It is all very confusing, and I believe we all do the best for ourselves, and our families, including our pets. We are all individual, what harms one will not always harm another, and by rights we shouldn't take chances with our health but we are all at the mercy of the food producers. In all honesty I can't get too excited about  an ingredient that is listed more than halfway down on a package in trace amounts. Unless we actually grow all our food from scratch we, will never really know what we are ingesting.


I have to say, Linda, that after reading this thread, it has weighed heavily on my mind all day as well. Especially after I rushed to my precious Ozzie's Performatrim Ultra kibble bag, and there at the very bottom of the list of ingredients was the dreaded K3.
My heart sunk. Ozzie has been on this kibble since puppyhood and has thrived on it. Has no health issues, no skin allergies, nothing.
For a trace amount of this, do I switch his food to something that could possibly cause him to have problems. I am sick. I think I am doing the best I can for my Ozzie, in every way. I have never taken chances with him. Will this trace amount harm him over time?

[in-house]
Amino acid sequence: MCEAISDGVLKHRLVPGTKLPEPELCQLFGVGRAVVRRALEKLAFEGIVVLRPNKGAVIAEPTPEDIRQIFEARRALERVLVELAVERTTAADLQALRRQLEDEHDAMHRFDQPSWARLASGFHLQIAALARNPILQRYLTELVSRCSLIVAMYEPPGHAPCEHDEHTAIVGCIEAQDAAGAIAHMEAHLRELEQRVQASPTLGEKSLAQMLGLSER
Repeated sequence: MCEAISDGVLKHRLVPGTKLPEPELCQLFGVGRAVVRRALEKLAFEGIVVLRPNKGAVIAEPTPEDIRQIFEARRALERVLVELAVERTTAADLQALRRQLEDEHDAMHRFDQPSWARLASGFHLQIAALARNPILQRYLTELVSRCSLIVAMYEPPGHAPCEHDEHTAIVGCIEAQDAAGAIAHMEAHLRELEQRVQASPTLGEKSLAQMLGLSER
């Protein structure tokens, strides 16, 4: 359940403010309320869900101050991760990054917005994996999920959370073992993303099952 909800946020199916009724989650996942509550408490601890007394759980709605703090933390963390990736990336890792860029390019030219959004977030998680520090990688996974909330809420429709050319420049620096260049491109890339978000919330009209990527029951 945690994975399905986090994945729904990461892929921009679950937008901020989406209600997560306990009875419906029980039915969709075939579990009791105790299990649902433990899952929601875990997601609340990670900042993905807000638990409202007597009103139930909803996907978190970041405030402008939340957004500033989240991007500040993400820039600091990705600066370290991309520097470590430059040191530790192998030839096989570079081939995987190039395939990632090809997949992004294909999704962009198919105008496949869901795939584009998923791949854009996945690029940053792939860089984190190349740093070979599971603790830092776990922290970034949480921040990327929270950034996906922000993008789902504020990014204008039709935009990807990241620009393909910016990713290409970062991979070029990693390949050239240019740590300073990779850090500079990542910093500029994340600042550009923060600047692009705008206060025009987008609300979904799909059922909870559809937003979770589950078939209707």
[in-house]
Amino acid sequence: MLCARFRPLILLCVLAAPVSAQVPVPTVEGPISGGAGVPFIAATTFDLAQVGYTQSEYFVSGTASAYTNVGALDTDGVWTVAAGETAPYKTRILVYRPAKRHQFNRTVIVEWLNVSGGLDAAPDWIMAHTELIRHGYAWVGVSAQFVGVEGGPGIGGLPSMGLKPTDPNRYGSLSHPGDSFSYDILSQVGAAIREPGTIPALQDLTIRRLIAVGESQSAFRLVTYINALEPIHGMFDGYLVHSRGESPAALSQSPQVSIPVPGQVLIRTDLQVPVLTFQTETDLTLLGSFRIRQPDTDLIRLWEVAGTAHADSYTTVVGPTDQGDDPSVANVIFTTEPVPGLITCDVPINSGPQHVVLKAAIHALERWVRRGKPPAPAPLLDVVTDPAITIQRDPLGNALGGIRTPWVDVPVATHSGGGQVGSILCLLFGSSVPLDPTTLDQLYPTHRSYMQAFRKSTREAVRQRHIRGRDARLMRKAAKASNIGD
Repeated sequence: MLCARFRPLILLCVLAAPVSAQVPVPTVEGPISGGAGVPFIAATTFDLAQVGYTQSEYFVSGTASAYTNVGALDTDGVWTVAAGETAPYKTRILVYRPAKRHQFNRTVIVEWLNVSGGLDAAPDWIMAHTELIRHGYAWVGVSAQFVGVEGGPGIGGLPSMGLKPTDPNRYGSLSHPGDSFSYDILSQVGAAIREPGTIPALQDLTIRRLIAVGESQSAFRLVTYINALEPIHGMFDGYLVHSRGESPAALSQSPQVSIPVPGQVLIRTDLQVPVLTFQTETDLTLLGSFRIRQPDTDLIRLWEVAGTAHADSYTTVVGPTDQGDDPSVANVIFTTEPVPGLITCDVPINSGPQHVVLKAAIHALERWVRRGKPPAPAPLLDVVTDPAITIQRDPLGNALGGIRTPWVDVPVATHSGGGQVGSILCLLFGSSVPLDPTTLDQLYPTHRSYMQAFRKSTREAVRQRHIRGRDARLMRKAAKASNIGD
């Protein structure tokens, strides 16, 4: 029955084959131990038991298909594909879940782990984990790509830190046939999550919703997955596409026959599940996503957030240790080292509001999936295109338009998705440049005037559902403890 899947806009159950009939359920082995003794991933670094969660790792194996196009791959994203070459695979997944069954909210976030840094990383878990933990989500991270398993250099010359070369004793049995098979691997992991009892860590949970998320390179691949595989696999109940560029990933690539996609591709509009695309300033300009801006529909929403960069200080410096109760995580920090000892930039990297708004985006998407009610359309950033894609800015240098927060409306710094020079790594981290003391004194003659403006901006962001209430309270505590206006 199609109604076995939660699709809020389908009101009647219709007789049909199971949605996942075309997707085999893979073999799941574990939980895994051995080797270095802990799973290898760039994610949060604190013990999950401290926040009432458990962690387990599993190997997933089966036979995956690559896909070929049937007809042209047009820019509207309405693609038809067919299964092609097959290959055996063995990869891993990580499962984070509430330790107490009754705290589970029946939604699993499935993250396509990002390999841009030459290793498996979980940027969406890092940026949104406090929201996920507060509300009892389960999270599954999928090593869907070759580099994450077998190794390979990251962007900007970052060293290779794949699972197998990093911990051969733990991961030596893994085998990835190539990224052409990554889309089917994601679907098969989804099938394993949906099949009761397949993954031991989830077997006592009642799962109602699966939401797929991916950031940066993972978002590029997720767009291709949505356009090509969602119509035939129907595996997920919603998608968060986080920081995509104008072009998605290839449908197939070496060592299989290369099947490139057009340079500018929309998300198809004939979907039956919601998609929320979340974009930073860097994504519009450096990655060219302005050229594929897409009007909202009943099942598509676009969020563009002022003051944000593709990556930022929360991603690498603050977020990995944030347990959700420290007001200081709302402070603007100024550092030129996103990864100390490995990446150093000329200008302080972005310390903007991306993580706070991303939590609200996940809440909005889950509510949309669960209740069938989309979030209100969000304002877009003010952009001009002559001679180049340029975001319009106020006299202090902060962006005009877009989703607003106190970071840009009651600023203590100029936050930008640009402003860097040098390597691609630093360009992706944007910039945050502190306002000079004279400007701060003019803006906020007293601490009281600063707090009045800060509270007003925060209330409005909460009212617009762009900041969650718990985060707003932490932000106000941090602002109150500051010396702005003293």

I do appreciate this information, but like Diane says, we each have our own opinions and have to make the decisions that we feel are best for ourselves and our bichons.

Annie36:
Linda thank you so much for your research and help :bouquet: I can not help but agree with you on all points. But at the same time ask the question "how do we know?" We as Americans have been so buffaloed and lied to and made look like idiots when we question the higher powers.....How do we know what is truth and what is not?

Carol, please don't feel like you have to rush out and buy a new kibble for Ozzie or feel like you are doing wrong by him...Linda was only posting an opposing view to Diane's. I think Ozzie is perfect in every way and if he is healthy and thriving there is no need to switch him.....me on the other hand, I have health issues to think about with Jake....allergies or skin infections....whatever.....I have been asking for help and advice and many on here are trying to give advice.....Some of it over the top, but needed none the less....I really do appreciate all of it. I really appreciate your input too :bouquet: I would rather know all the risks than know none or very little that dry kibble is playing in Jake's health....


Thank you Diane, Linda and Carol..... :bouquet:


How will sliced apple help him? How much or is there a limit? How long?

Navigation

[0] Message Index

[#] Next page